If you hadn’t noticed, Kentico Connection came back last year, and this year’s Connection season kicked off in Kentico’s beautiful home-city of Brno. Having missed last years event in Prague, this was the first time I’ve been to a Connection event that hasn’t been focused on a product release, so the messaging was a little different to what I’ve been used to and focussed more on the direction that the demands on the market are heading and how those demands are helping to influence the direction of both Kentico EMS and Kontent.
Although officially announced on the 16th of September, there was, of course, a good deal of focus on the rebranding of Kentico Cloud to Kentico Kontent (best be adding that to your dictionary!).
Kentico are still tied to the dual-rail product strategy, and adding to that strategy is the ability to tie both Kontent and Kentico EMS together, allowing Kontent to be used as a content hub while making use of the strong capabilities and rich feature set of Kentico EMS.
While there was no specific release at this connection, there was still a lot of focus on what Kentico plan to bring in with the Kentico 2020 and a lot of update on how that is shaping up.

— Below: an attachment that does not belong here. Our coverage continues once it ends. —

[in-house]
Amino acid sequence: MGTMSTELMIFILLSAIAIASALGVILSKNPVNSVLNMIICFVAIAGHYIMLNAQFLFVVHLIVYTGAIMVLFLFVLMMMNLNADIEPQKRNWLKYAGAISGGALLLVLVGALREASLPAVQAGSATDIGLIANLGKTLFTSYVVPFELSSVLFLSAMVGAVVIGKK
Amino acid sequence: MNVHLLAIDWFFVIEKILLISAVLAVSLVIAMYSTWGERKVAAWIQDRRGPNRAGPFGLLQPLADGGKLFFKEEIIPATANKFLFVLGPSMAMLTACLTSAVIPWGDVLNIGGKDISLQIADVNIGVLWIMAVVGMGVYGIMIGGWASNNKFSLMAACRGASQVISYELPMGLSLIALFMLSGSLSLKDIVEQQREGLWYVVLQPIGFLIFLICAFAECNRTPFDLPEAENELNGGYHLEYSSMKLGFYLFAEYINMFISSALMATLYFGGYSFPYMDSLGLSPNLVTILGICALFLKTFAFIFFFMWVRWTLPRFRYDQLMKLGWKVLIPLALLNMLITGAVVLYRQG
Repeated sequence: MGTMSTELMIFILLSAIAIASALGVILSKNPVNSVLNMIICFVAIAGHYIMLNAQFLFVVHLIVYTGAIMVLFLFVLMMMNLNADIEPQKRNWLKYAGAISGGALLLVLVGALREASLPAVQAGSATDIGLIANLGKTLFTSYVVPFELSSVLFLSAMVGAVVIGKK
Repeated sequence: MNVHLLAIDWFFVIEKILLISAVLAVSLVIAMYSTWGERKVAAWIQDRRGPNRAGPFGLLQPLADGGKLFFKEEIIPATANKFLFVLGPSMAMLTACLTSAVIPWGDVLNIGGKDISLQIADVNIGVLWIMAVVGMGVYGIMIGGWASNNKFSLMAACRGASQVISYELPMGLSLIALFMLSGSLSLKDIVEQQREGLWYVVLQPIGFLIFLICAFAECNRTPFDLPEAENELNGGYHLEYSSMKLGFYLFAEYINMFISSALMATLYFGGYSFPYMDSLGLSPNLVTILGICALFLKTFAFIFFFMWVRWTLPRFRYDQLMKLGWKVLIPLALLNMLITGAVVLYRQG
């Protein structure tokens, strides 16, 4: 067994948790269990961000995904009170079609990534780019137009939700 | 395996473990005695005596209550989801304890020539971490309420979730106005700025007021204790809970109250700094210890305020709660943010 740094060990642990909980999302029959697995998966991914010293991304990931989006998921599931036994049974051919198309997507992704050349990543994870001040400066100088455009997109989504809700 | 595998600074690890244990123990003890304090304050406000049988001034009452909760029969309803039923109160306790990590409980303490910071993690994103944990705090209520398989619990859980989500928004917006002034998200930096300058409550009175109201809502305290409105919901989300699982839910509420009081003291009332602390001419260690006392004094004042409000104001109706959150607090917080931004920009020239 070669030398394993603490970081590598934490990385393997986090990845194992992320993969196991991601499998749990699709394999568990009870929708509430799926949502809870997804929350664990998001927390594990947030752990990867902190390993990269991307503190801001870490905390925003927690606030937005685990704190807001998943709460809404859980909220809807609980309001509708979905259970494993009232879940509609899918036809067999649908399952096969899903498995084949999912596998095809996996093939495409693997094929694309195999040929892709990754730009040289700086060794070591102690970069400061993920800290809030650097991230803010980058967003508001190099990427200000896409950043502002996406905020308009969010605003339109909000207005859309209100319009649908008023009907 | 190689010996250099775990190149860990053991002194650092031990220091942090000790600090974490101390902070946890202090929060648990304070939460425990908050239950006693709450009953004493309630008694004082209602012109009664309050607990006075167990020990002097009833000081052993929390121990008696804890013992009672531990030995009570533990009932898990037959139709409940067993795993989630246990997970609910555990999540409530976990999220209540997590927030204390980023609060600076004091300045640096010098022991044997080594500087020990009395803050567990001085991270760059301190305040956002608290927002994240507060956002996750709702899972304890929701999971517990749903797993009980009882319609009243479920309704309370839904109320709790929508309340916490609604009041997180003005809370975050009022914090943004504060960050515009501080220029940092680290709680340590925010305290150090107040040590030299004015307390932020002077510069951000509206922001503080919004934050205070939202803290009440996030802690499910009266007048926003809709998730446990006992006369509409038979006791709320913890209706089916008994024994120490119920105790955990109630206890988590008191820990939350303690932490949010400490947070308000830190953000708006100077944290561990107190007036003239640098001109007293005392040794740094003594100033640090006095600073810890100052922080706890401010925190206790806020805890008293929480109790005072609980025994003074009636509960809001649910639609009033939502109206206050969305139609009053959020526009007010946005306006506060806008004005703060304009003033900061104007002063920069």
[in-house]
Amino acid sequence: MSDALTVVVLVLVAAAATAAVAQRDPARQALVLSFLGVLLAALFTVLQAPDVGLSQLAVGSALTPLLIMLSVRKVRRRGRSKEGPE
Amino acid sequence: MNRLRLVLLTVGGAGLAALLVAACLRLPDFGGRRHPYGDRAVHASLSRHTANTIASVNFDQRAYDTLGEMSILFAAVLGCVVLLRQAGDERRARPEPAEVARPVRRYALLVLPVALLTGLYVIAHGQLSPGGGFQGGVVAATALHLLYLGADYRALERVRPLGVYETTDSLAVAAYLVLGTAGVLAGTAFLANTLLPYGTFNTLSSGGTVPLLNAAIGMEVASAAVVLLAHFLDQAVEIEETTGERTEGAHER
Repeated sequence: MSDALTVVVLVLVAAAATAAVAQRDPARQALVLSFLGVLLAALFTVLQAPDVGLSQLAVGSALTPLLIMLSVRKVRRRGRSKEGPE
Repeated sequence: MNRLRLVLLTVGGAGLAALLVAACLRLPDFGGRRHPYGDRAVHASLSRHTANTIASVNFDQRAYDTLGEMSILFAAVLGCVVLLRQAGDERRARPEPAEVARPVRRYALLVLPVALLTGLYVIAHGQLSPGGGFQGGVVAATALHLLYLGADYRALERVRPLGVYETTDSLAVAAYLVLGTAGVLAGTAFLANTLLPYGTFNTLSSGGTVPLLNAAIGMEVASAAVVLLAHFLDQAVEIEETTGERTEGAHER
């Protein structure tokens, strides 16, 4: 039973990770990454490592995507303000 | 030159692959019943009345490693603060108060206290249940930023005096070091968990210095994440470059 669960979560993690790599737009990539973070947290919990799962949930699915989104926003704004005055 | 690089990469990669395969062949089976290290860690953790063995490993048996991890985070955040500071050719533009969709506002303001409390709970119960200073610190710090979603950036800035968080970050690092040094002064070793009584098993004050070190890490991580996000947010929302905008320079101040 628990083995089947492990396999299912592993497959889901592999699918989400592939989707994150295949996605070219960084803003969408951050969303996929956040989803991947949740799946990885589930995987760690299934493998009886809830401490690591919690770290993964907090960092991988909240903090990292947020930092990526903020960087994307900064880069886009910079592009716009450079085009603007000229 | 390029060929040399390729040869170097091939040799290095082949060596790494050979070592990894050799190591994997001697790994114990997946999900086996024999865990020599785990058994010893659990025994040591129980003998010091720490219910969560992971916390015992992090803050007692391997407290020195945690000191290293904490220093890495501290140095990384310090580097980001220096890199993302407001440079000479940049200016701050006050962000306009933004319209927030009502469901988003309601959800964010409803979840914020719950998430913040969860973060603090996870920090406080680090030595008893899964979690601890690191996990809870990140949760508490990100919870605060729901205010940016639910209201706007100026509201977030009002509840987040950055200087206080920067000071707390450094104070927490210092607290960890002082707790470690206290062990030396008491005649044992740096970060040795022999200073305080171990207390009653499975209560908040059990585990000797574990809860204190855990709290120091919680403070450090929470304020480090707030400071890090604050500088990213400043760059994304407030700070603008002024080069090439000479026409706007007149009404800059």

There are a lot of updates out there on Kentico 2020 that are being revealed through Michal Kadak’s Ketchup YouTube channel (please do subscribe if you’d like to be kept up to date with and also potentially get a chance to provide feedback and help to determine some of the decisions being made). Each version of Kentico typically has a code name, you’ll all be familiar with Kentico Raptor for Kentico 12 and maybe might even remember Kentico Stallion for Kentico 11. During the Michal and David double-act in the keynote, one of the thing that they were most delighted to tell us is the codename for Kentico 2020: Kentico Pheonix.
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Kentico 2020 is a big deal from a technology perspective and has taken a sizeable amount of effort to get in place. In part, this is why we’ve seen such a big gap between major versions. So why all of this effort? Kentico are on a roadmap to completely modernize the development stack with a view to removing the dependency on WebForms once and for all. With that in mind, Kentico 2020 will be fully implemented in .NET standard, we’ll still be using WebForms in Kentico 2020 for the admin (or ‘mother’, as we’re calling it). This then allows the MVC application to use .NET Core 3.0 or higher, which is great news.
We got a little insight into the thinking post-Kentico 2020, Marek Fesar hinting at considering Blazor being a potential candidate for replacing the admin application. Moving between MVC 5 and 6 does involve some changes though, but not to worry — Kentico are planning to have some upgrade procedures to cater for this, so that should help to lessen any pain that you might be expecting with this.